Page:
NSPE Urges House Committee to Support Two-Step Design-Build Selection Process

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Contact Name: 
Stacey A. Ober
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Wednesday, July 10, 2013
The National Society of Professional Engineers has urged the House Appropriations Committee to carefully review, amend, and clarify ambiguous language concerning "the design-build project delivery method" in House Report 113-90 on the Military Construction, Veterans Affairs, and Related Agencies Appropriations Act of 2014 (HR 2216).

The current language in HR 2216 does not address the specific project delivery methods that are defined under current law, nor does it describe the strengths or weaknesses of either of the situations under which one may be preferable to the other.

Under federal law, there are two design-build selection procedures. The two-step/two-phase process, which is preferred, and the "turn-key selection process." The two-step process, which follows the guidance laid out in the Federal Acquisition Reform Act (FARA) as well as the Brooks Architect-Engineers Act of 1972 is preferred by the U.S. Army Corps of Engineers and is NSPE's preferred method for design-build procurements.

In a letter to House Appropriations Committee Chairman Hal Rogers (R-KY) and Ranking Member Nita Lowey (D-NY), NSPE President Dan Wittliff, P.E., F.NSPE writes, "NSPE believes the two-step/two-phase selection process ensures that competent and qualified design professionals are initially involved in the procurement process so that quality-based design considerations are incorporated into the drawings, plans, and specifications consistent with the interests of the public health and safety."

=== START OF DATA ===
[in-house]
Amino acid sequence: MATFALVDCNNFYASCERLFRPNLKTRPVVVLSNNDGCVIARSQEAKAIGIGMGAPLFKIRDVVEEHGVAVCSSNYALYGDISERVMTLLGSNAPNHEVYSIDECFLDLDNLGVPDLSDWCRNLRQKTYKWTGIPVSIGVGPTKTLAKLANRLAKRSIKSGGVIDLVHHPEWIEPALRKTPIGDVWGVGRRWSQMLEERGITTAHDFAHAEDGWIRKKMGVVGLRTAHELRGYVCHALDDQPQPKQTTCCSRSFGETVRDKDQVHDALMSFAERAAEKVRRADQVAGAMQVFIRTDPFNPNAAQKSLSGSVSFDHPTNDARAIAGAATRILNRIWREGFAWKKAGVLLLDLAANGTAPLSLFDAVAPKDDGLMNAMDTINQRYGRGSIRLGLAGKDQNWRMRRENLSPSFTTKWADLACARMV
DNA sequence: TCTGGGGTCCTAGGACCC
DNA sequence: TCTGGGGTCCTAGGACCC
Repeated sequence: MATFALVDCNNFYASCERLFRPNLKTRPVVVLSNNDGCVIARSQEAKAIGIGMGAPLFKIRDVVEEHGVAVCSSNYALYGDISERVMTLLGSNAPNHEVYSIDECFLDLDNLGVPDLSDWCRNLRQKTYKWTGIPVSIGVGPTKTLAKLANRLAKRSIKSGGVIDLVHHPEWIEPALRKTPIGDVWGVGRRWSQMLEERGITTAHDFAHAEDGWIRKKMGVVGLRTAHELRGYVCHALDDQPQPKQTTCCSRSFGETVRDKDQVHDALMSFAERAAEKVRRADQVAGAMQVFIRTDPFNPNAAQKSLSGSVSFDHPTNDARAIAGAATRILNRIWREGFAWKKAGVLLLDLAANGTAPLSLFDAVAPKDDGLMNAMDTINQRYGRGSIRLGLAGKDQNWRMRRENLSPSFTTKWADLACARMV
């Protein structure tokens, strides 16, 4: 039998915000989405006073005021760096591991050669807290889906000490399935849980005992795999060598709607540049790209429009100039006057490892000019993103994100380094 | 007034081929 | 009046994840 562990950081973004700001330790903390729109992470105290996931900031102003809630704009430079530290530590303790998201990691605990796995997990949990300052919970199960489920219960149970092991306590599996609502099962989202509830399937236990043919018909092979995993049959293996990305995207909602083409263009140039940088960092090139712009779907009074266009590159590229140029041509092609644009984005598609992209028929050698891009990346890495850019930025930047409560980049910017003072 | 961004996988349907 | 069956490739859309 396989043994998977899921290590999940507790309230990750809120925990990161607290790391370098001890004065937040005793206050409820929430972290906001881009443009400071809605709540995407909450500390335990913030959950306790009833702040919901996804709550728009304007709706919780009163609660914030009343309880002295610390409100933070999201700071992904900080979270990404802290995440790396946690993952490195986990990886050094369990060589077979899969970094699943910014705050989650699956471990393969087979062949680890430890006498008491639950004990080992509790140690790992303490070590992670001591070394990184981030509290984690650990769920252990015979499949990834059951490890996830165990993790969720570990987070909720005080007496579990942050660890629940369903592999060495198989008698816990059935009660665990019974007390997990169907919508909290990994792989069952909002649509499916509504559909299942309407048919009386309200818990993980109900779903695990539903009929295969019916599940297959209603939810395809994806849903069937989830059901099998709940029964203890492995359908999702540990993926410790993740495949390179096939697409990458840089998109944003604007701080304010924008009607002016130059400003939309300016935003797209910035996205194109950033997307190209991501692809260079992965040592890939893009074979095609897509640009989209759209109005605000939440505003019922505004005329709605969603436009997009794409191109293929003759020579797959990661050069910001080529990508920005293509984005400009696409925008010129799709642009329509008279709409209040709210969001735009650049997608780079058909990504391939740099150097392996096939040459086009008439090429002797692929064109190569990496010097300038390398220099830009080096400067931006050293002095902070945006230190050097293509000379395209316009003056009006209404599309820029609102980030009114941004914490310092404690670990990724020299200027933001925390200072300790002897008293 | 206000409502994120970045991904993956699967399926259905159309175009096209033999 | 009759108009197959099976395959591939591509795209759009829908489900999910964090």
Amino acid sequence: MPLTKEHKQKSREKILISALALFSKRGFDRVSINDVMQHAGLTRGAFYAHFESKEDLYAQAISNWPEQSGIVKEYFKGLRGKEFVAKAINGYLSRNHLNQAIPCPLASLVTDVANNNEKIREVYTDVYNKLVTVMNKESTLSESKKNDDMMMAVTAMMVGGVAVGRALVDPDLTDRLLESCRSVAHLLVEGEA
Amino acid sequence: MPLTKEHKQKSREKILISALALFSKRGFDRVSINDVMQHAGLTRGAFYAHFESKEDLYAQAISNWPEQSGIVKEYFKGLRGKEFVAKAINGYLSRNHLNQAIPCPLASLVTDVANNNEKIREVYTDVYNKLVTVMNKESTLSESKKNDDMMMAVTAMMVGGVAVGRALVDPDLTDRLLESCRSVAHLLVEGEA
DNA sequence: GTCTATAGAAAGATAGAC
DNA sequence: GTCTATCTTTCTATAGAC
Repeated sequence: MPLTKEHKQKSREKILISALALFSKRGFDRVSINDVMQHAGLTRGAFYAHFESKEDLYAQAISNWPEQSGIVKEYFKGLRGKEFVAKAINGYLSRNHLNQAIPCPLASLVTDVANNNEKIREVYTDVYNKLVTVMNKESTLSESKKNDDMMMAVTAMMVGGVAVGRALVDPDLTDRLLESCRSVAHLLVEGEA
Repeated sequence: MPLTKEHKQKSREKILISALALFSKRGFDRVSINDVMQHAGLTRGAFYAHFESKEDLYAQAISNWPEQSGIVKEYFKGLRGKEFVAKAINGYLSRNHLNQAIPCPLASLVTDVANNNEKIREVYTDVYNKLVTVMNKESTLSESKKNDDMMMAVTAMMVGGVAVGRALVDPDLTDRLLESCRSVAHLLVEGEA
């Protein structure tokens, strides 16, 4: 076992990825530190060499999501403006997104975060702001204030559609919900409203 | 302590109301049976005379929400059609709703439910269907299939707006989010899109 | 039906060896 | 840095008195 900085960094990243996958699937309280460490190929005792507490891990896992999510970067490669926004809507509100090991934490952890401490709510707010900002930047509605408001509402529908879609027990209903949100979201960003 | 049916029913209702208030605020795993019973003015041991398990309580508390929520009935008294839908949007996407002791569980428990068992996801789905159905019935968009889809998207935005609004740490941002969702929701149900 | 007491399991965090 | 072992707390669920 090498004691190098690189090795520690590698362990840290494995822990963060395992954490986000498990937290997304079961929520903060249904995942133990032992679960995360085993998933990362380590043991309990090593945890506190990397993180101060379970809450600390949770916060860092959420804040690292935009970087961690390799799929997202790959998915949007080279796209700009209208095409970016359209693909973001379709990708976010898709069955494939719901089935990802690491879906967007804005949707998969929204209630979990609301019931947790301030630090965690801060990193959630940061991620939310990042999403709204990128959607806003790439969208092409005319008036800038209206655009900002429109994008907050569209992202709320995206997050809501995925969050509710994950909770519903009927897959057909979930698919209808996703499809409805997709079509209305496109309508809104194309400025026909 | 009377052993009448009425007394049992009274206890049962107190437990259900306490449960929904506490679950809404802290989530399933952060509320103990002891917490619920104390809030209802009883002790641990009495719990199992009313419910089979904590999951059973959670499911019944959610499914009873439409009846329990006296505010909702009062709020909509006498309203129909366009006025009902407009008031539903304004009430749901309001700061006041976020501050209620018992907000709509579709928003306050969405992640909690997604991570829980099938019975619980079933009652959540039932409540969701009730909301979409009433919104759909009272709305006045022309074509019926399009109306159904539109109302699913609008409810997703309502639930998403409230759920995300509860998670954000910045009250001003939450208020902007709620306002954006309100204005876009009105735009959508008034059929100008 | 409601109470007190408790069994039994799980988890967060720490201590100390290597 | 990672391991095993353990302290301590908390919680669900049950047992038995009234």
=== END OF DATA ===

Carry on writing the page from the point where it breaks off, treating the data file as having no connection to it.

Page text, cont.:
NSPE called upon the House Appropriations Committee to revise House Report 113-90 to unequivocally identify that the two-phase, qualifications-based selection process be followed on all MILCON projects.

For more information or questions concerning this, please contact Arielle Eiser, manager of government relations, at aeiser@nspe.org.

Read President Wittliff's letter to Chairman Rogers and Ranking Member Lowey.

Additional Notes: 

The National Society of Professional Engineers is the national society of licensed professional engineers from all disciplines that promotes the ethical and competent practice of engineering, advocates licensure, and enhances the image and well-being of its members. Founded in 1934, NSPE serves more than 35,000 members and the public through 53 state and territorial societies and more than 400 chapters. For more information, please visit www.nspe.org.